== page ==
Tuesday, December 29, 2009

Michael Dowd's God (Updated)

Update: Readers are urged to see Dowd's own further clarification in the comments.

Tell me about the God you don't believe in. I probably don't believe in that God either.
~Attributed to various people, including the late Rev. Forrest Church,
Michael Dowd, and others...

In Thank God for Evolution, Michael Dowd tries to square the circle: reconciling Theists and Atheists without insisting that either prove their own or disprove the other position. (He even quotes Richard Dawkins extensively and, largely, favorably.)

He starts by offering a conception or definition of God that is arguably different from the common one of many Westerners, whether they believe in God or not. The standard God-concept is of an infinitely super, sort-of-humanoid being that, while found everywhere in the universe, is nonetheless something apart from the universe. This is the God of the bumpersticker "Worship the Creator, not the Creation".* It's also the God of the famous Atheist Bus Campaign.

Dowd's God is, instead, perhaps most easily understood as "the Universe-plus" -- the "plus" incorporating the ongoing creative force inherent in life and in evolution as well as a not completely definable something more that encompasses everything. It's fairly similar to Marcus Borg's "God we never knew" -- a conception to which Borg gave the name Panentheism (as distinct from "Pantheism," the notion that the universe is God). It's also akin to the Dynamic Deism that David Pyle discusses from time to time. (See especially his response to my questions about his views of Dowd.)

At one point Dowd pretty much directly equates his conception of God and Borg's Panentheism, but then suggests that the term Panentheism might best be replaced as it hasn't adequately caught on. He offers, instead, the term "Creatheism". And here he gets particularly clever -- and I can't quite decide whether I use that term sincerely or with a dash of mocking irony.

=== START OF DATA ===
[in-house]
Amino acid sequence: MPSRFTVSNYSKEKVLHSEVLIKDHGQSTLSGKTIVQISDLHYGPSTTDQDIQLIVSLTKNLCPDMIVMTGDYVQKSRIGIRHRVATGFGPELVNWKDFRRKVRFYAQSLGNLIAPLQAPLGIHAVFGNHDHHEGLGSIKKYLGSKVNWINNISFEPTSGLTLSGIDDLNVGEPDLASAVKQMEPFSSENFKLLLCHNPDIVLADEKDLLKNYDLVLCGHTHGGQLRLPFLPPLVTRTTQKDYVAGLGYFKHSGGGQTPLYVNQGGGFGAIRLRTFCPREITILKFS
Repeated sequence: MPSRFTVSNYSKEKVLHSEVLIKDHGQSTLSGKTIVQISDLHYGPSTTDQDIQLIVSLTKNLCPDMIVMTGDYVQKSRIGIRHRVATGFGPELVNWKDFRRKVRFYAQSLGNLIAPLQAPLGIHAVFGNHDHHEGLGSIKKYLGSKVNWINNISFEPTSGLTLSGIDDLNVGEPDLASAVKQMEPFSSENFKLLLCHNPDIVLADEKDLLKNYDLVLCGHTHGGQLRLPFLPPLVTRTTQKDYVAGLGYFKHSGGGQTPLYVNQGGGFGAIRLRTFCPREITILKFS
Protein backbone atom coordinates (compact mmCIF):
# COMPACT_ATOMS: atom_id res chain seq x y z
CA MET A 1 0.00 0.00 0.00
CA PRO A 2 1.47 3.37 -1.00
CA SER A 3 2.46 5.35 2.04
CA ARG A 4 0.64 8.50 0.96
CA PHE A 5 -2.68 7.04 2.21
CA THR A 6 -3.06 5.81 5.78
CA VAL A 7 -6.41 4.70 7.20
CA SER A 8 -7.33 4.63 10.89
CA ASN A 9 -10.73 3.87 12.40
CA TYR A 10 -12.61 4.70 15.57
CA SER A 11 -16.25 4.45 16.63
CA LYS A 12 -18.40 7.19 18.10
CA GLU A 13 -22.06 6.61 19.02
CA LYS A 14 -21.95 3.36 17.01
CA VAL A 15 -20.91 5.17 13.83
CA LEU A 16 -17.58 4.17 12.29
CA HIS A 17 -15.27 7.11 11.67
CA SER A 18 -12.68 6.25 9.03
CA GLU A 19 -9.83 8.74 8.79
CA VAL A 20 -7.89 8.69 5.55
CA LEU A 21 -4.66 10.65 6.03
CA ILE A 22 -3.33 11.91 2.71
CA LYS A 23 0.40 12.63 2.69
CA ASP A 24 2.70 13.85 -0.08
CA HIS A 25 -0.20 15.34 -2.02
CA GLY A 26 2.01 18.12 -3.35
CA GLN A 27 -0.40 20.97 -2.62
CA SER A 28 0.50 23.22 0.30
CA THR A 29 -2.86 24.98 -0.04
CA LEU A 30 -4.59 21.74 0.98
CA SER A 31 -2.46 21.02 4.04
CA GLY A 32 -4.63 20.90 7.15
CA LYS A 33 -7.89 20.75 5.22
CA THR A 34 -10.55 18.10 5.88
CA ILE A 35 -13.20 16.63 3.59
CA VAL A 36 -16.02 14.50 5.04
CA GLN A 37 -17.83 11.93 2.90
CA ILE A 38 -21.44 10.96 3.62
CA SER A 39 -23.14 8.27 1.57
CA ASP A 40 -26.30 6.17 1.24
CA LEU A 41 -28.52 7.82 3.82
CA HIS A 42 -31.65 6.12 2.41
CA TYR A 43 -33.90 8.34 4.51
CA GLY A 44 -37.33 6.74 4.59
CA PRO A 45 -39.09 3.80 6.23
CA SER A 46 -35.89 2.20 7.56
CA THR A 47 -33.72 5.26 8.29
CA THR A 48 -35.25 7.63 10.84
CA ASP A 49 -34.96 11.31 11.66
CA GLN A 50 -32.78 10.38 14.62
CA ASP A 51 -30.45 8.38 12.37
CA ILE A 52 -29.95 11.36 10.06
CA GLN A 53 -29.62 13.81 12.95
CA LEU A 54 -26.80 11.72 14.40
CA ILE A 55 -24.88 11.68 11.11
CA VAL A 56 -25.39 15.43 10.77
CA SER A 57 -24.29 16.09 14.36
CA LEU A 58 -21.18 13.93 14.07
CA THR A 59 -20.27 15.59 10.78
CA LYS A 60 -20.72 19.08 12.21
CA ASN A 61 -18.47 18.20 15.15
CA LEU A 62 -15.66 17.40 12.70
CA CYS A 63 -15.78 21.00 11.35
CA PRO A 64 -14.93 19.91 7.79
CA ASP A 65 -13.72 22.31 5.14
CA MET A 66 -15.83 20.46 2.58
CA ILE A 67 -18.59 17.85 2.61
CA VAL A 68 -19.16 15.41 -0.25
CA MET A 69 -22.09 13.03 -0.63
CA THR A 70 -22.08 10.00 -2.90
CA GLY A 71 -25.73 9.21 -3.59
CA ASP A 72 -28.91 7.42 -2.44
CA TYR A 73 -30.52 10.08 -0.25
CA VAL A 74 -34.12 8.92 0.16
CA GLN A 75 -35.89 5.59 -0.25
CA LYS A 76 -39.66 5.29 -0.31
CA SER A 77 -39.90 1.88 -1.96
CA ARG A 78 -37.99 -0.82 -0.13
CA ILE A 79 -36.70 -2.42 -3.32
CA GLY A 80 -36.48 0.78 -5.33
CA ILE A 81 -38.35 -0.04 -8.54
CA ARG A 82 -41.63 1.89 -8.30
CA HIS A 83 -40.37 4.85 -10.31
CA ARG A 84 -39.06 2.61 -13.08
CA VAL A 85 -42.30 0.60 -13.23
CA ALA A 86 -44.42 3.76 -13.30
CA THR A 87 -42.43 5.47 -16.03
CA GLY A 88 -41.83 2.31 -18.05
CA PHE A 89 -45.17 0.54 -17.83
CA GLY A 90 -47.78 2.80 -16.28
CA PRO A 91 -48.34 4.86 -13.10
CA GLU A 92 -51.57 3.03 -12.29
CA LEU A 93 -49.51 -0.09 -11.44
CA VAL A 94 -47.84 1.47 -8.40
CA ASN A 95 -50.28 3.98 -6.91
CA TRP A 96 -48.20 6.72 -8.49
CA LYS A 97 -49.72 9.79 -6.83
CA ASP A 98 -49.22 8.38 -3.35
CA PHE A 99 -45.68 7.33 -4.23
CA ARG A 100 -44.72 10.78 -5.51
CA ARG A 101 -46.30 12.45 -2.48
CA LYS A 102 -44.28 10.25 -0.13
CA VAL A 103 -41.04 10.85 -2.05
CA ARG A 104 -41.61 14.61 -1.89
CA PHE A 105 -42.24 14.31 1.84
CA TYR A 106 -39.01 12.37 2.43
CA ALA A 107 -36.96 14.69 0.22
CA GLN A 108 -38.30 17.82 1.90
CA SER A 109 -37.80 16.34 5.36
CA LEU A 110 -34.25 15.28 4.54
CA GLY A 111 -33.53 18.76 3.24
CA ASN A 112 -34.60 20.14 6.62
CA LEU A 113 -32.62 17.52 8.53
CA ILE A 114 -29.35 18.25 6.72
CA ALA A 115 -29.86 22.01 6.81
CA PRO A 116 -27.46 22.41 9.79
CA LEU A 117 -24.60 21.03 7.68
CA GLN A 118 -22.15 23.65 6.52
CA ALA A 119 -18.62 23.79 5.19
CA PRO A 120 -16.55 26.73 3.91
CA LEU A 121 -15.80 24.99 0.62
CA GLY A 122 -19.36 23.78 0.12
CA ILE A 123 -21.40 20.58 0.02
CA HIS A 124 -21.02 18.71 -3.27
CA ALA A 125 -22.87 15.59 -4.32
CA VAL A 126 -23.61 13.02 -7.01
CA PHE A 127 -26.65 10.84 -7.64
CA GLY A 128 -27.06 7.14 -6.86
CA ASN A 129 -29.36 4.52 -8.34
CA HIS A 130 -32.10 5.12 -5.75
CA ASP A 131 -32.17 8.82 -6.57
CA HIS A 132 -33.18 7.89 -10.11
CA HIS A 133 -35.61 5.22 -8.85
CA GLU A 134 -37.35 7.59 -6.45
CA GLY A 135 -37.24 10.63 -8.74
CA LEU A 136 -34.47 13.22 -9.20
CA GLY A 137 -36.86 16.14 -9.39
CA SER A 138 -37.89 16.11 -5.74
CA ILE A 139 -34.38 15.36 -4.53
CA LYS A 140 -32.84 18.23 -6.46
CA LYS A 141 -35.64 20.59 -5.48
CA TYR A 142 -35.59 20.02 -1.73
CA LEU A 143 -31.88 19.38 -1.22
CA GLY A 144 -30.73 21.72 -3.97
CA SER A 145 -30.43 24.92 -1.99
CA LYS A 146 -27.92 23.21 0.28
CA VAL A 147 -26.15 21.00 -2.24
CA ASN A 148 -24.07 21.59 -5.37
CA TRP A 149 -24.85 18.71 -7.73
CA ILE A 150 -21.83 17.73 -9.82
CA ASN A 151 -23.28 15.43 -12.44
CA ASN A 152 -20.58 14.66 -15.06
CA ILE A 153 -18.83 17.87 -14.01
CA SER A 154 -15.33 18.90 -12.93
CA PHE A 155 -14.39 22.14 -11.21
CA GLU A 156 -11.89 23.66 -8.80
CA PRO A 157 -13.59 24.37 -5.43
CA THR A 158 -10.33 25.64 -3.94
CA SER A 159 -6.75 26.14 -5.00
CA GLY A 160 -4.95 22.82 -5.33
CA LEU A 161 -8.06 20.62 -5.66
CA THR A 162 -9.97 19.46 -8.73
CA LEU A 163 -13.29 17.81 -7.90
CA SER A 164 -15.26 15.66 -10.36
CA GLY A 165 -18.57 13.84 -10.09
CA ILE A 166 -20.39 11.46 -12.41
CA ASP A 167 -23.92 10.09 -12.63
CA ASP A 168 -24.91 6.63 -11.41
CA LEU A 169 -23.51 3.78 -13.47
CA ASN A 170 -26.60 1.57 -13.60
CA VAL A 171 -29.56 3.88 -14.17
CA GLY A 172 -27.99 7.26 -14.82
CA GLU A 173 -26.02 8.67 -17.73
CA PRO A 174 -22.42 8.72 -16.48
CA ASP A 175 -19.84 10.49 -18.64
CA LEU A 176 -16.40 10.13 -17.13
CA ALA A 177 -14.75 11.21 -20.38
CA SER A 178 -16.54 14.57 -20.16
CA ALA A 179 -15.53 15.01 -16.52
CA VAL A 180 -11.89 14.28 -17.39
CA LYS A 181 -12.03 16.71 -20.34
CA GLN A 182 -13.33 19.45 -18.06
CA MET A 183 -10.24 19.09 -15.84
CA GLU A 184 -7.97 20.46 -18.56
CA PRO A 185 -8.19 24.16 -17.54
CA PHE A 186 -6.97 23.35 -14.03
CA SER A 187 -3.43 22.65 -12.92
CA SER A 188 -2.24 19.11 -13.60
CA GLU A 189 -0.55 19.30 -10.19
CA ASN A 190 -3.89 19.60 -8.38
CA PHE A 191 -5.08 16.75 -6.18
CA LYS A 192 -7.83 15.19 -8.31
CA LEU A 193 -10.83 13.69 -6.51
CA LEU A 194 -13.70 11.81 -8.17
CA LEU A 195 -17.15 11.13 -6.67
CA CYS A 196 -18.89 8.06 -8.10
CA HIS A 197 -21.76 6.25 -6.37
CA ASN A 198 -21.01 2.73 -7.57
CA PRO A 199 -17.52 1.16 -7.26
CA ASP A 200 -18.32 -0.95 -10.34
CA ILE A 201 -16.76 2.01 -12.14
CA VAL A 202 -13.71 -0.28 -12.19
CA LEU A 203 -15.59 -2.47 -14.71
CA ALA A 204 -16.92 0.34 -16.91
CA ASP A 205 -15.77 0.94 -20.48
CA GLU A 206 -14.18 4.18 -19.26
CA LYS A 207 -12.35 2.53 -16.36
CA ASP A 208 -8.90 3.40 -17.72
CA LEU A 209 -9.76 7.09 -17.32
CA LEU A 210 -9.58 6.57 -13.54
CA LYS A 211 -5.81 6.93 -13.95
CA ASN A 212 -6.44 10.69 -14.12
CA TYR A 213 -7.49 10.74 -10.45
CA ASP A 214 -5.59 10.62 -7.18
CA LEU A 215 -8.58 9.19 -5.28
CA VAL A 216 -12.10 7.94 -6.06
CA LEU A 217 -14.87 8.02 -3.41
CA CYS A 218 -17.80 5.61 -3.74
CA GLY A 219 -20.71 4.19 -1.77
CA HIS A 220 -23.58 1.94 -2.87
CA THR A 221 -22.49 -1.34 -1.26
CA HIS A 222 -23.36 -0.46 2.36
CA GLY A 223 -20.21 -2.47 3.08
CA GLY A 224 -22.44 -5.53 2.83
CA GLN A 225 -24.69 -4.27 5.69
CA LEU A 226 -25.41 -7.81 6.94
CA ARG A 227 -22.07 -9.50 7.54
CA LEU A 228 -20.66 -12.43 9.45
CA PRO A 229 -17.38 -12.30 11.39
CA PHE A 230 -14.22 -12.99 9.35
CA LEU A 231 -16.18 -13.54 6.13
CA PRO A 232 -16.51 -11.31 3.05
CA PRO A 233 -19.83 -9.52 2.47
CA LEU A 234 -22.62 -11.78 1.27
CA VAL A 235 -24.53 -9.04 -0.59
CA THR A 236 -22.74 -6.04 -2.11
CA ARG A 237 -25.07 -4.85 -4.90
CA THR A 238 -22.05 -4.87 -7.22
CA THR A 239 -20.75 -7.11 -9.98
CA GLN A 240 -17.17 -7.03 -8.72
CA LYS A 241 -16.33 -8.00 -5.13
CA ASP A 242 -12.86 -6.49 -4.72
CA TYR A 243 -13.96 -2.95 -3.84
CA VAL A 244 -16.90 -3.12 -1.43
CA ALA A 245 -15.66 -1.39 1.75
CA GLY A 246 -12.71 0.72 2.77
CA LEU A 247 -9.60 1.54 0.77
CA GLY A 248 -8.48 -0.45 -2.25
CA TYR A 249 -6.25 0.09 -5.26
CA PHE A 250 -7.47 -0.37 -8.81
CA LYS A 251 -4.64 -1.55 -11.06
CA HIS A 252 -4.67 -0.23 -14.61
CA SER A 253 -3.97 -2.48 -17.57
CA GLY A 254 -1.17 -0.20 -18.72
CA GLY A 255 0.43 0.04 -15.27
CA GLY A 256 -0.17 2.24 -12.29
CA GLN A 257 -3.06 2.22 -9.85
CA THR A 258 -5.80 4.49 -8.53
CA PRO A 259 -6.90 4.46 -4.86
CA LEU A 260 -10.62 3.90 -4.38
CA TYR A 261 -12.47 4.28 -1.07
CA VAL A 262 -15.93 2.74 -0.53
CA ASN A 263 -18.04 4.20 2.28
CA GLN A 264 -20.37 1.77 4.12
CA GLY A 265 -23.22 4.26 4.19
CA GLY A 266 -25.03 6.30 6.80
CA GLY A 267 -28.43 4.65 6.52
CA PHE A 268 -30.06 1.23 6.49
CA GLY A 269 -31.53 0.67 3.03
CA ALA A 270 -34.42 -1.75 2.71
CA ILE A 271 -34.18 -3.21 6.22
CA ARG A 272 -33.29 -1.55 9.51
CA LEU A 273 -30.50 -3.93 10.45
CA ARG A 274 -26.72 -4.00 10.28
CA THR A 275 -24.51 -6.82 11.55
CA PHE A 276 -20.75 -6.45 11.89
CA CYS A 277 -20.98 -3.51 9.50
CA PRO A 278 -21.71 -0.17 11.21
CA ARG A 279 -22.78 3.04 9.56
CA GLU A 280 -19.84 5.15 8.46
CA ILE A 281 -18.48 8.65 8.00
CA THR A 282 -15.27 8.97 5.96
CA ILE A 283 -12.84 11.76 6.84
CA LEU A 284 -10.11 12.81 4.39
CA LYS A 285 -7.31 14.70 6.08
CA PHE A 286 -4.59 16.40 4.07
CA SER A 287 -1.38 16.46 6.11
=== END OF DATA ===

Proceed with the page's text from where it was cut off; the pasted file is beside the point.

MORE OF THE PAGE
"Creatheism" can be pronounced two ways, he observes, and offers himself (a theist) and his wife and collaborator, Connie Barlow (an atheist), as examples: He is a Cre-uh-Theist; she is a Cre-Atheist. In essence (and this is my summary, not his), he looks at this marvelous, creative, evolving universe and conceptualizes the totality of it as participating and residing in God. She sees it as not-God.

It's an approach that will most quickly resonate with liberal Christians who are already on board with, or at least open to, Marcus Borg's thinking, although for some may find too little of the personal God in his conception that is core to their own belief systems.

Whether evangelicals can bridge the gap between their own historic belief systems and what Dowd offers is another question. Some clearly have, and Dowd, who was once one of them, writes in a way that is profoundly respectful of those historic belief systems in order to help more of them cross that bridge. His biggest challenge to them is to let go of literal interpretations of scripture and adopt metaphorical ones instead. He gets enormous credit, in my opinion, for acknowledging and validating the deeper existential needs that such people seek to satisfy with their scriptural interpretations, and offering ways in which his metaphorical gloss and science-based understanding of the universe can continue to respond to and honor those needs. One of his most inspired catch-phrases is this: "Facts are God's native tongue." (I will discuss his analysis of the Fall and Original Sin in evolutionary terms another time.)